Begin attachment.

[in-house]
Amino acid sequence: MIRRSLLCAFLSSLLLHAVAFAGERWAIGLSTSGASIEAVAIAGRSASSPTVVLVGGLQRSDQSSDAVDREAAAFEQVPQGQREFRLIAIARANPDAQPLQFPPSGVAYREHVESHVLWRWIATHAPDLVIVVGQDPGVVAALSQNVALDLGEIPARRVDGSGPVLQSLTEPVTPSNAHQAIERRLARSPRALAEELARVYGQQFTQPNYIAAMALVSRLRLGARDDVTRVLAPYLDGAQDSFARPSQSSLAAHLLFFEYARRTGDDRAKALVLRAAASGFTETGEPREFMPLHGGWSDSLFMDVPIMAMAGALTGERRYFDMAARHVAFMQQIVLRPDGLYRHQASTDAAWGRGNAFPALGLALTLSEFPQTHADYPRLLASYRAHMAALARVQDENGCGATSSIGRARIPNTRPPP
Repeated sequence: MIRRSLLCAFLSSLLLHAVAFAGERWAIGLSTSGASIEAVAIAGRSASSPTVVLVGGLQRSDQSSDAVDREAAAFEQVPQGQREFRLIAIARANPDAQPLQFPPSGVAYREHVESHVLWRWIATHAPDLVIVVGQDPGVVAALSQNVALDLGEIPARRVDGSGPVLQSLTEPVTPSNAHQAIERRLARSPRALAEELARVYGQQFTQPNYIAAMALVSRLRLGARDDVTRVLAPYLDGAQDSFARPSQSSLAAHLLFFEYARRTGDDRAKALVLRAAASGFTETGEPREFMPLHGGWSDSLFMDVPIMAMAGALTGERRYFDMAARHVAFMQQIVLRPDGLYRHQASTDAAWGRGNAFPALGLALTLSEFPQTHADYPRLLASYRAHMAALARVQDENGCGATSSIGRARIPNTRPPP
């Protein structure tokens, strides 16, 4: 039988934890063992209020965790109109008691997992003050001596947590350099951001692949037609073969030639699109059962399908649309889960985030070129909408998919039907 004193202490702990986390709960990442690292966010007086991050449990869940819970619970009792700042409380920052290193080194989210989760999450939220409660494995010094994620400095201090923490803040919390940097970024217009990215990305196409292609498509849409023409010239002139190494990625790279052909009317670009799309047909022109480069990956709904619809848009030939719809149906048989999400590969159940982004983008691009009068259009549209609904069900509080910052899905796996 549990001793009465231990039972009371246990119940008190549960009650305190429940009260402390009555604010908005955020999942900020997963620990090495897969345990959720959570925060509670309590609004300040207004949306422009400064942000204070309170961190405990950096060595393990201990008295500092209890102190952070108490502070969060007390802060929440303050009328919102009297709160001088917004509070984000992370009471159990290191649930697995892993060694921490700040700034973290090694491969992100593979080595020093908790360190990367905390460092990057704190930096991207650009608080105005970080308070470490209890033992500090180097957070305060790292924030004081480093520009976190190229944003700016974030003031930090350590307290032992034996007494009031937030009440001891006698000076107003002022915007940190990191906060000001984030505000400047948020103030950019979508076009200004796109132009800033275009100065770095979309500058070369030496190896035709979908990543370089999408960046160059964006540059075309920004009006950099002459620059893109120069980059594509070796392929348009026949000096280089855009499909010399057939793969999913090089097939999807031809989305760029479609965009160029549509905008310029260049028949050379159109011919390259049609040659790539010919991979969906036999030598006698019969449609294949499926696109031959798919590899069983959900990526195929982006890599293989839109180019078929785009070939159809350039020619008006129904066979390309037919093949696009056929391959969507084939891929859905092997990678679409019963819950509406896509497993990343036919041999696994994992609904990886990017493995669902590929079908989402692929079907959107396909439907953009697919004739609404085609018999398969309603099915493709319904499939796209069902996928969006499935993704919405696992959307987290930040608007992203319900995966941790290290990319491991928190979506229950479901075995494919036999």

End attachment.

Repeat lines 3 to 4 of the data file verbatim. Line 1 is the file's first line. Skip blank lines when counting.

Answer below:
Repeated sequence: MIRRSLLCAFLSSLLLHAVAFAGERWAIGLSTSGASIEAVAIAGRSASSPTVVLVGGLQRSDQSSDAVDREAAAFEQVPQGQREFRLIAIARANPDAQPLQFPPSGVAYREHVESHVLWRWIATHAPDLVIVVGQDPGVVAALSQNVALDLGEIPARRVDGSGPVLQSLTEPVTPSNAHQAIERRLARSPRALAEELARVYGQQFTQPNYIAAMALVSRLRLGARDDVTRVLAPYLDGAQDSFARPSQSSLAAHLLFFEYARRTGDDRAKALVLRAAASGFTETGEPREFMPLHGGWSDSLFMDVPIMAMAGALTGERRYFDMAARHVAFMQQIVLRPDGLYRHQASTDAAWGRGNAFPALGLALTLSEFPQTHADYPRLLASYRAHMAALARVQDENGCGATSSIGRARIPNTRPPP
């Protein structure tokens, strides 16, 4: 039988934890063992209020965790109109008691997992003050001596947590350099951001692949037609073969030639699109059962399908649309889960985030070129909408998919039907 004193202490702990986390709960990442690292966010007086991050449990869940819970619970009792700042409380920052290193080194989210989760999450939220409660494995010094994620400095201090923490803040919390940097970024217009990215990305196409292609498509849409023409010239002139190494990625790279052909009317670009799309047909022109480069990956709904619809848009030939719809149906048989999400590969159940982004983008691009009068259009549209609904069900509080910052899905796996 549990001793009465231990039972009371246990119940008190549960009650305190429940009260402390009555604010908005955020999942900020997963620990090495897969345990959720959570925060509670309590609004300040207004949306422009400064942000204070309170961190405990950096060595393990201990008295500092209890102190952070108490502070969060007390802060929440303050009328919102009297709160001088917004509070984000992370009471159990290191649930697995892993060694921490700040700034973290090694491969992100593979080595020093908790360190990367905390460092990057704190930096991207650009608080105005970080308070470490209890033992500090180097957070305060790292924030004081480093520009976190190229944003700016974030003031930090350590307290032992034996007494009031937030009440001891006698000076107003002022915007940190990191906060000001984030505000400047948020103030950019979508076009200004796109132009800033275009100065770095979309500058070369030496190896035709979908990543370089999408960046160059964006540059075309920004009006950099002459620059893109120069980059594509070796392929348009026949000096280089855009499909010399057939793969999913090089097939999807031809989305760029479609965009160029549509905008310029260049028949050379159109011919390259049609040659790539010919991979969906036999030598006698019969449609294949499926696109031959798919590899069983959900990526195929982006890599293989839109180019078929785009070939159809350039020619008006129904066979390309037919093949696009056929391959969507084939891929859905092997990678679409019963819950509406896509497993990343036919041999696994994992609904990886990017493995669902590929079908989402692929079907959107396909439907953009697919004739609404085609018999398969309603099915493709319904499939796209069902996928969006499935993704919405696992959307987290930040608007992203319900995966941790290290990319491991928190979506229950479901075995494919036999």